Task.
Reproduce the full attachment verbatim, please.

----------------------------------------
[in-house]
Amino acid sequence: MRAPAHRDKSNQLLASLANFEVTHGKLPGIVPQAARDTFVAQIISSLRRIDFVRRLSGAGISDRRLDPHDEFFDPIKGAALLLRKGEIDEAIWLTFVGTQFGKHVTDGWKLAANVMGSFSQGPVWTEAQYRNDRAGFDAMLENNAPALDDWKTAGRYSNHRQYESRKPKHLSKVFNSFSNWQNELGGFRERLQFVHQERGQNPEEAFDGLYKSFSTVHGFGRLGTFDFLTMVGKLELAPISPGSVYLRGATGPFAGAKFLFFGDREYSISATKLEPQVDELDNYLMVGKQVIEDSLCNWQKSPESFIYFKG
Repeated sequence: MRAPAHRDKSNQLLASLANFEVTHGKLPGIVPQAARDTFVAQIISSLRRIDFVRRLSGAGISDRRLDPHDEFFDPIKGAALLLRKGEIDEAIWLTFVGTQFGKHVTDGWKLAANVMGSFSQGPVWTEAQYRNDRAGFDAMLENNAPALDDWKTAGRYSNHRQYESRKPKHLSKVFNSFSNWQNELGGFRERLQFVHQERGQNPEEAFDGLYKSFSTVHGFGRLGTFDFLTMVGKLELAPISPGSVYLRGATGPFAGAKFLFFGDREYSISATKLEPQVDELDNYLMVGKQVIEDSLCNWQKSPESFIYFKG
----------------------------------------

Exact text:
[in-house]
Amino acid sequence: MRAPAHRDKSNQLLASLANFEVTHGKLPGIVPQAARDTFVAQIISSLRRIDFVRRLSGAGISDRRLDPHDEFFDPIKGAALLLRKGEIDEAIWLTFVGTQFGKHVTDGWKLAANVMGSFSQGPVWTEAQYRNDRAGFDAMLENNAPALDDWKTAGRYSNHRQYESRKPKHLSKVFNSFSNWQNELGGFRERLQFVHQERGQNPEEAFDGLYKSFSTVHGFGRLGTFDFLTMVGKLELAPISPGSVYLRGATGPFAGAKFLFFGDREYSISATKLEPQVDELDNYLMVGKQVIEDSLCNWQKSPESFIYFKG
Repeated sequence: MRAPAHRDKSNQLLASLANFEVTHGKLPGIVPQAARDTFVAQIISSLRRIDFVRRLSGAGISDRRLDPHDEFFDPIKGAALLLRKGEIDEAIWLTFVGTQFGKHVTDGWKLAANVMGSFSQGPVWTEAQYRNDRAGFDAMLENNAPALDDWKTAGRYSNHRQYESRKPKHLSKVFNSFSNWQNELGGFRERLQFVHQERGQNPEEAFDGLYKSFSTVHGFGRLGTFDFLTMVGKLELAPISPGSVYLRGATGPFAGAKFLFFGDREYSISATKLEPQVDELDNYLMVGKQVIEDSLCNWQKSPESFIYFKG